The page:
The names Samuel Eto'o and Alex Song immediately stand out when looking at the Cameroon team sheet. That was the case when the starting XI was announced before Sunday night's game versus Germany, where Cameroon came away with an encouraging 2-2 draw.
The return of Eto'o to the team for the first time in their pre-World Cup preparations, was the major headline. The team simply has an unexplainable aura when he's on the field and they lack it without him.
Behind Eto'o, Song is the second most-known name in the team. But Song was overwhelmed by a superior German midfield and had a quiet game, and was most notable for making a few eye-wincing, World Cup-ending tackles.
For all their importance to the team, the distinguished duo were outshined on the evening by the understated 25-year-old pair of Eric Maxim Choupo-Moting and Benjamin Moukandjo. With Choupo-Moting on the left and Moukandjo on the right, the two showed a lethal blend of speed and razzle-dazzle that entertained the crowd and rattled Germany.
The Indomitable Lions have, quite rightly, been billed as disorganised, ponderous and bereft of edge-of-your-seat thrillers. The team is defined by the achievements of yesteryear, but those memories fade with each World Cup.
Assuming they use tactics and personnel similar to the ones vs. Germany, the abundance of previews and World Cup guides may leave fans scratching their collective heads. Instead of the attacking style that many have predicted for Cameroon, this team is content sit back and absorb possession in their brand new 4-5-1 underdog formation,
Choupo-Moting and Moukandjo were the main outlets for the Lions on either flank. Up the field, they pressed in a way that is prevalent in the German Bundesliga to great effect. The tactic is a favorite of Cameroon manager Volker Finke.
Regal, direct, with the fleet-footedness to fashion chances for himself, Choupo-Moting is a hybrid of a winger and striker -- not quite touchline-hugging to launch crosses in, not quite complete enough to lead the line. As his 12 goals in 26 caps suggest, though, he has the dead-eye to finish plays when he needs.
Choupo-Moting, though, seems to have suffered the misfortune of being typecast as a super-sub at both club and international levels, through no particular fault of his own. For modest Mainz, he has been kept out of the starting lineup by the brilliant form of Shinji Okazaki and Nicolai Muller this season, yet he has still managed an impressive 5 goals in 13 games from the bench.
Until recently, it had been the similar story at international level. Despite his goal return, Eto'o's preference to play on the left has meant the 25-year-old has had to accept a place on the bench, becoming nothing more than a late, speedster option to run at weary legs.
Yet after being one of the few shining spots in the yawn-worthy warm-up friendlies against Macedonia and Paraguay, the Mainz man is increasingly becoming the main man for the national team. His equaliser against Germany, his third in as many games, surely cements his position in the starting XI vs. Mexico. He took his latest goal with a blunt and remorseless style. Given the invitation to run at the defence, he took four touches and fired it low, forensically past Roman Weidenfeller.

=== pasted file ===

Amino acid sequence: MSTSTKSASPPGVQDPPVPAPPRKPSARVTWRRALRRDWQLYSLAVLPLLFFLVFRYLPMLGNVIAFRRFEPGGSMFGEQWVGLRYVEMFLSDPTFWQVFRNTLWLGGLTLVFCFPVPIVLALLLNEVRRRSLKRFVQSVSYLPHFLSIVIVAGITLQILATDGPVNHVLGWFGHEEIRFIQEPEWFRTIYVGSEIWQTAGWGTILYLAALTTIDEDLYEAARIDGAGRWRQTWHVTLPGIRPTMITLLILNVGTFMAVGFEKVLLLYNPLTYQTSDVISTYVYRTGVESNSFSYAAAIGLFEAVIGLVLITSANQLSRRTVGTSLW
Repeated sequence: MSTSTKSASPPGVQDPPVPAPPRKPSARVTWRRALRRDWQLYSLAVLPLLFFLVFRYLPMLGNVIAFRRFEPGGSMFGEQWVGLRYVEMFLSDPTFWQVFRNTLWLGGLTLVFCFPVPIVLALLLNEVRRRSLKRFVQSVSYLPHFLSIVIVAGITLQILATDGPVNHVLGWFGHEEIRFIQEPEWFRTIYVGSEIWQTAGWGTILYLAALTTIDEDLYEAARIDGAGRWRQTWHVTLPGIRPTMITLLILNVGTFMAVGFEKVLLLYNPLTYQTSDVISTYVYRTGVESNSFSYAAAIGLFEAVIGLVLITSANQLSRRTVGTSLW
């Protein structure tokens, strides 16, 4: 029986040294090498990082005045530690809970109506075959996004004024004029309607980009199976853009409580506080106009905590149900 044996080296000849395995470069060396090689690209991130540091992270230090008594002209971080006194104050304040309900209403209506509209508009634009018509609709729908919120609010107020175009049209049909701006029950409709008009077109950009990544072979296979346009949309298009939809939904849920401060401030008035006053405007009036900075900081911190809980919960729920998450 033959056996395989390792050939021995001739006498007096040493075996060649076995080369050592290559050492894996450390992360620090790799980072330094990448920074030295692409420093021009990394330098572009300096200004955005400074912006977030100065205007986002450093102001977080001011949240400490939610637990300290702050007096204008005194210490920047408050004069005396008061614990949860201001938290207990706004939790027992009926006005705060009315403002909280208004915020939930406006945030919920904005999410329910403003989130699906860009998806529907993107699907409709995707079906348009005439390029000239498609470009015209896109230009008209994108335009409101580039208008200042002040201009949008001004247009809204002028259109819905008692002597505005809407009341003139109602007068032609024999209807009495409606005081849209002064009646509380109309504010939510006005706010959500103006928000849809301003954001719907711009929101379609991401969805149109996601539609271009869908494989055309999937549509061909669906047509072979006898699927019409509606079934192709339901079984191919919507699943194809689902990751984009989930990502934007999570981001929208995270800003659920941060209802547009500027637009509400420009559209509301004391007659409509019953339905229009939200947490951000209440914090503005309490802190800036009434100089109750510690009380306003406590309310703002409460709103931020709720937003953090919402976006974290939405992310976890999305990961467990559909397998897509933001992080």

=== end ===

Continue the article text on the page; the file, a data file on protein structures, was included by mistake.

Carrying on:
If the Hamburg-born Choupo-Moting provides that refined productivity and German precision, then Moukandjo provides the pizzazz. World Cup enthusiasts inundated with 24-hour coverage will want to be entertained, and Moukandjo may just be the crowd warmer.
With the career path and rawness of a momentary football sensation, it wouldn't be hyperbolic to say Moukandjo would have fit into the fabled Cameroon 1990 side. Like Cyrille Makanaky, his backstory of mystery and mystique is one that makes the World Cup such a captivating, other-worldly experience.
In France, where he is languishing in the second tier with Nancy-Lorraine, he is seen as raw and wasteful, a dribbling merchant lacking the bigger-picture awareness and tactical discipline to play at the very top level.
Cameroon, on the other hand, embrace his flamboyance and flaws. The regular indecision that clouds his vision is forgiven when a stepover or two, and the rare decisive moment, is enough to entice and enchant the home crowd. You would suspect the fans in Brazil and viewers at home looking for entertainment will enjoy it as well.
Choupo-Moting and Moukandjo may not be the biggest names in the squad, but they're now arguably there with Eto'o and Song in terms of structural importance. Without both of them, Cameroon will render to playing the cumbersome, narrow football lacking variation, vigour and width.
With them in the team, there is a clear counter-attacking strategy that, backed with a fearsome midfield, a respectable defensive unit and the ripening high pressing, may just be able spring a surprise or two and give viewers more Cameroon moments to remember. Given the abjectness of the performances since 1990, that would qualify as success in itself.